Red Hat is committed to providing equal access to electronic and information technologies. We understand that users of our services may require special considerations due to certain disabilities including visual, auditory, physical, speech, cognitive, and neurological disabilities. We also understand that many of our users without such disabilities may choose to access our services from a variety of devices including text browsers or with certain features disabled for security reasons. This policy describes the accessibility standards that we have employed within this site. These standards may be updated periodically.
Simple, Standard Design
This site uses simple information architecture. Where possible, we have used standard XHTML tags for document structure (e.g., headings and paragraphs). Non-document structures (e.g., <div>) are used for graphical presentation where absolutely required.
Images with Alternative Text
All contextual images are tagged with a text label that provides further details, commonly referred to as an "alt" tag. This label is useful for screen readers and users who have disabled image loading.
Relative Font Sizing
Most of the textual content provided by this site is presented using a relative size, enabling users to increase the size if desired.
List structures are used for programming site navigation because they can be more easily processed by screen readers and users who have disabled or custom graphical presentations. The use of lists is generally transparent to users viewing the site in a web browser because the browser transforms and styles the list according to our presentation rules.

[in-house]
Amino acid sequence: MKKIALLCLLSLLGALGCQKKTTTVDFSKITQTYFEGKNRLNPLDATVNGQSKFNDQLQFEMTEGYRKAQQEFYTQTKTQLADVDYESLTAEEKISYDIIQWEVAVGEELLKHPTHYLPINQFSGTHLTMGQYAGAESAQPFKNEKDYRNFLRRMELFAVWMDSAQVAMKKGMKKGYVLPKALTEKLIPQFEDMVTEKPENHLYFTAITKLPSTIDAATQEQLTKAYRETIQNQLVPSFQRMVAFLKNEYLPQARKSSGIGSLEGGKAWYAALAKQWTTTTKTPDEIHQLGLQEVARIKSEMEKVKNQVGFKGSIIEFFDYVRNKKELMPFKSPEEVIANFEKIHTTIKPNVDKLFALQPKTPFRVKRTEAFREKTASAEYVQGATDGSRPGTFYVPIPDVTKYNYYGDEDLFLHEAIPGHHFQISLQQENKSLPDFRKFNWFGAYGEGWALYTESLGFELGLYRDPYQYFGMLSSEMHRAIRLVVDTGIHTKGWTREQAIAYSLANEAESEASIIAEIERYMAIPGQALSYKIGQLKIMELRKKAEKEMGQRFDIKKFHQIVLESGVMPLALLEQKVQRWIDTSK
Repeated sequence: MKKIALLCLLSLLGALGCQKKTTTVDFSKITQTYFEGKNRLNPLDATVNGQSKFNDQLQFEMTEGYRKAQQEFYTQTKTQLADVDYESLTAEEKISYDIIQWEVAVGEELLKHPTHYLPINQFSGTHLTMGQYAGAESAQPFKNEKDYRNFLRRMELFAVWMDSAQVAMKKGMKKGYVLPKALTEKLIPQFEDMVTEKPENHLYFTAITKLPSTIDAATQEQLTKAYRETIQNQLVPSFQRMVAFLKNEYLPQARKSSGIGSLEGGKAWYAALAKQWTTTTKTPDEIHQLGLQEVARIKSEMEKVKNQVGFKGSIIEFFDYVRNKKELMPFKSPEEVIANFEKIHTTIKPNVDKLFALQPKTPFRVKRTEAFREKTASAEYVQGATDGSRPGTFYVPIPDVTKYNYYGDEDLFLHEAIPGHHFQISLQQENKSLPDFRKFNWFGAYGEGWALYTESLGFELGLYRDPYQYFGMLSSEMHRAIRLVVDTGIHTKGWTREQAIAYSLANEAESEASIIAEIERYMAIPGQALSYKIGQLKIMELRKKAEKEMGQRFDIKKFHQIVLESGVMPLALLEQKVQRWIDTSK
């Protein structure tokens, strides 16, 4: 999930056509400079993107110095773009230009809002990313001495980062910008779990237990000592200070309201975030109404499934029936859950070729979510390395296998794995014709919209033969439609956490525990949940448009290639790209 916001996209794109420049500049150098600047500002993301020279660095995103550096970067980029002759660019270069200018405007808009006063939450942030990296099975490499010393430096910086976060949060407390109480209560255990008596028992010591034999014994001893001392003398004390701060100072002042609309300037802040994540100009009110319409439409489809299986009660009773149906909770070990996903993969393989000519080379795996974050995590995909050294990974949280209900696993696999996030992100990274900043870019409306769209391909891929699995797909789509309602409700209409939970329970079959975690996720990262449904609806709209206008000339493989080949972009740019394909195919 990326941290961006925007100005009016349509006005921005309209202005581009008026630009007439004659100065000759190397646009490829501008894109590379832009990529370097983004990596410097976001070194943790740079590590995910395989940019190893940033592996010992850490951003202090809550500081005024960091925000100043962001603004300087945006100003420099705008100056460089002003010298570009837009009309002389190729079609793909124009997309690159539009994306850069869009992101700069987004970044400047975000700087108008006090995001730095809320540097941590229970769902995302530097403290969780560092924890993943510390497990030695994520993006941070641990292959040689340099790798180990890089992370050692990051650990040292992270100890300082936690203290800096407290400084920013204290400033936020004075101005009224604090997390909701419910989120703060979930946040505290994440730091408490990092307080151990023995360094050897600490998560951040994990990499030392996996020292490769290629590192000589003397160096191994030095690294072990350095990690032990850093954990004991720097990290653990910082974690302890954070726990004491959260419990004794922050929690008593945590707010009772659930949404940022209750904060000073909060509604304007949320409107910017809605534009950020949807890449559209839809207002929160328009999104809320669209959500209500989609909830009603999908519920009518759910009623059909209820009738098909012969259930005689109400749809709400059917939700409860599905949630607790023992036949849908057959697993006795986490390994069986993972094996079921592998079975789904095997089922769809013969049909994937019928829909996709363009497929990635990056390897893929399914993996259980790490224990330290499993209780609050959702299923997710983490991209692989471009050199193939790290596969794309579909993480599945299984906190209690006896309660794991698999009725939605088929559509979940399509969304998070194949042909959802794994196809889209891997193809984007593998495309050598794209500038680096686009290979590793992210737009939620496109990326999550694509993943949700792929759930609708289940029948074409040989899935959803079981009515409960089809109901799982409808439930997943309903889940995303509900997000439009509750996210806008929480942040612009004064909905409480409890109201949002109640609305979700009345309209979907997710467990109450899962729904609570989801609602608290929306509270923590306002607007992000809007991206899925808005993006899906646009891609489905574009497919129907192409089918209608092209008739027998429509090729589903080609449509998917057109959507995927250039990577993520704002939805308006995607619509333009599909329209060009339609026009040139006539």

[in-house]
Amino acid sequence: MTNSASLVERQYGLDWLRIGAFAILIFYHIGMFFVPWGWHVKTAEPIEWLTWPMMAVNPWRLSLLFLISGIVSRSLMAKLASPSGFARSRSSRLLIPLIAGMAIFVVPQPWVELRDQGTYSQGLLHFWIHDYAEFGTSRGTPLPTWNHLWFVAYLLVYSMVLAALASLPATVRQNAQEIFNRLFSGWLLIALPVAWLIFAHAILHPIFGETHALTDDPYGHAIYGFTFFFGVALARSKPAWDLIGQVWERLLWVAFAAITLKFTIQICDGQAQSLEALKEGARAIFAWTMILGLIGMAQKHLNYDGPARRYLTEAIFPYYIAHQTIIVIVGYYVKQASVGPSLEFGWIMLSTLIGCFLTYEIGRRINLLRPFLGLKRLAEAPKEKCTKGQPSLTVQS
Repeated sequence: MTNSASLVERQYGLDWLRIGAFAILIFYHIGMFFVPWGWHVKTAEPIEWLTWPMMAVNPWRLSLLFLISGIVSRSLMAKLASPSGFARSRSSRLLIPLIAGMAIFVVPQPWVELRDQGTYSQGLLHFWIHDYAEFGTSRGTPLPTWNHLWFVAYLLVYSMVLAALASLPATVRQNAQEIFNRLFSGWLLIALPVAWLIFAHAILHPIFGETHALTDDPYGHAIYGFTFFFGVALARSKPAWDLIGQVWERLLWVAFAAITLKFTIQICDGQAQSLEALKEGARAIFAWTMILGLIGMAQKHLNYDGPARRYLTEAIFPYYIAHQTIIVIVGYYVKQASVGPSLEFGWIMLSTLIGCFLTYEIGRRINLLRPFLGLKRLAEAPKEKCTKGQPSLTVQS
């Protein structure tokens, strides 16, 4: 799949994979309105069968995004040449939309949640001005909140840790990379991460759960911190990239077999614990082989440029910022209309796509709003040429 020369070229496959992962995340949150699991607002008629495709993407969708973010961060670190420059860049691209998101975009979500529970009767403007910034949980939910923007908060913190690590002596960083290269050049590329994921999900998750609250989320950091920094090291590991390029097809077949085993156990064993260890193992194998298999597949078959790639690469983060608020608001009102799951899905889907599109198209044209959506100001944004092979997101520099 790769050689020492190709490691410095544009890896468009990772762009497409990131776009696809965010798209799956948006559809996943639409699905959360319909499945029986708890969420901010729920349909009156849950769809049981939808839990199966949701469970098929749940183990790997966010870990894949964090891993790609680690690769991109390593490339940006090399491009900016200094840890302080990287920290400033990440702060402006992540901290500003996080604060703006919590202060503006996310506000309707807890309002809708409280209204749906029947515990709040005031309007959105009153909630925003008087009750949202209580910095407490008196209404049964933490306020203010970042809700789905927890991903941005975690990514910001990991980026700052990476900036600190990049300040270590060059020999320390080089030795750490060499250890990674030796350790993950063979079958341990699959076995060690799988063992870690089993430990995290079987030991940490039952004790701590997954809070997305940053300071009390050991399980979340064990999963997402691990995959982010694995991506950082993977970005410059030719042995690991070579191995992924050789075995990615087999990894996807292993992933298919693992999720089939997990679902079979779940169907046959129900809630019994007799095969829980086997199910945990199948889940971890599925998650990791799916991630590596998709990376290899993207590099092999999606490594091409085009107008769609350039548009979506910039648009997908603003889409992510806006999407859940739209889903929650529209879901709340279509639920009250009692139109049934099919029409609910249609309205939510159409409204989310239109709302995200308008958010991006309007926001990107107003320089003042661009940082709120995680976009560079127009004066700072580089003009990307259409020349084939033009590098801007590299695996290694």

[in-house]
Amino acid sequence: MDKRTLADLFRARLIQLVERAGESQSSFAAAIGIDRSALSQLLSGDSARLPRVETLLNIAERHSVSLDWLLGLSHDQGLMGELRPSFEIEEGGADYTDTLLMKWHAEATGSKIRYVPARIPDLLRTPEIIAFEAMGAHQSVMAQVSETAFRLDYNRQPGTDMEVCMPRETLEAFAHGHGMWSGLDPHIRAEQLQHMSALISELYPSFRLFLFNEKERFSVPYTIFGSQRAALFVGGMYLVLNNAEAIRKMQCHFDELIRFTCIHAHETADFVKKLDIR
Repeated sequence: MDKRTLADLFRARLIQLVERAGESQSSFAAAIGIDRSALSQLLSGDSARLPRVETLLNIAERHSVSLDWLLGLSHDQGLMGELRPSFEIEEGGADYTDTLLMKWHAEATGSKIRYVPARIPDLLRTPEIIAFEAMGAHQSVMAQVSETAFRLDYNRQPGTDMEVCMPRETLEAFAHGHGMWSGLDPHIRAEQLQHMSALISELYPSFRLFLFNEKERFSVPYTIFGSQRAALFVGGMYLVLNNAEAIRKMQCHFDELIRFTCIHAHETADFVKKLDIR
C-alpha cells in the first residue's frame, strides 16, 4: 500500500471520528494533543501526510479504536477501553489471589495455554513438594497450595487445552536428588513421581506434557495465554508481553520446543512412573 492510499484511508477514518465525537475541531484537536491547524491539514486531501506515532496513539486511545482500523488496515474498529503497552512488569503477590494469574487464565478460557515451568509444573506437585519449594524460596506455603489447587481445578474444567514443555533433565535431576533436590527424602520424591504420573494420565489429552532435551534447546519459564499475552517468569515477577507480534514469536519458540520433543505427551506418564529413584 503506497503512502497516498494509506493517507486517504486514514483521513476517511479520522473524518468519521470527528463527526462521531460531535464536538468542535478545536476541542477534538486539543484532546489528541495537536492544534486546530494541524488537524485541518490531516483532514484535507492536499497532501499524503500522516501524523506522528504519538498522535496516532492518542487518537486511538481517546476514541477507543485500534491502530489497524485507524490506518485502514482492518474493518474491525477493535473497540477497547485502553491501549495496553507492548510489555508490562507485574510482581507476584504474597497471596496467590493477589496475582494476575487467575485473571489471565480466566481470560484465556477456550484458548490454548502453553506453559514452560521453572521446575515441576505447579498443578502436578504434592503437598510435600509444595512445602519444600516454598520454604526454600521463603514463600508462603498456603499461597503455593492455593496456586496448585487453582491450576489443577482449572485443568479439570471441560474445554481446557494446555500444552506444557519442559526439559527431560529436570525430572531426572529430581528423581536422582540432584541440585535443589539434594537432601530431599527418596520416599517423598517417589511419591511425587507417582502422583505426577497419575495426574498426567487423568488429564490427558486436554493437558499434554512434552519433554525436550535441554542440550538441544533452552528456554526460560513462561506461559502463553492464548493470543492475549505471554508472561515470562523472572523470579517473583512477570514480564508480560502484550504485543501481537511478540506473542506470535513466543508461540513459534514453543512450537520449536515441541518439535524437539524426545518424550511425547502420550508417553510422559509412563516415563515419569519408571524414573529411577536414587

All of our custom presentation is defined in cascading style sheets (CSS). CSS is a technology that enables screen readers, web browsers, or any other "client" to render the content specific to that device. CSS also allows users to apply the presentation of their choosing, should they require or desire.
All page-body content should be properly formatted so as to be successfully rendered for both screen and print media. If necessary, graphical elements of the user interface used for screen media may be removed or replaced by more appropriate content for print. In some cases, information may be customized for handheld devices to provide a rich, handheld experience; otherwise, no specific support will be provided.
When available, transcripts of audio and video description are linked with multimedia files.
Access keys are special keyboard combinations that allow you to jump to specific parts of the screen. A global set of access keys is provided, and certain websites and applications may provide additional functionality.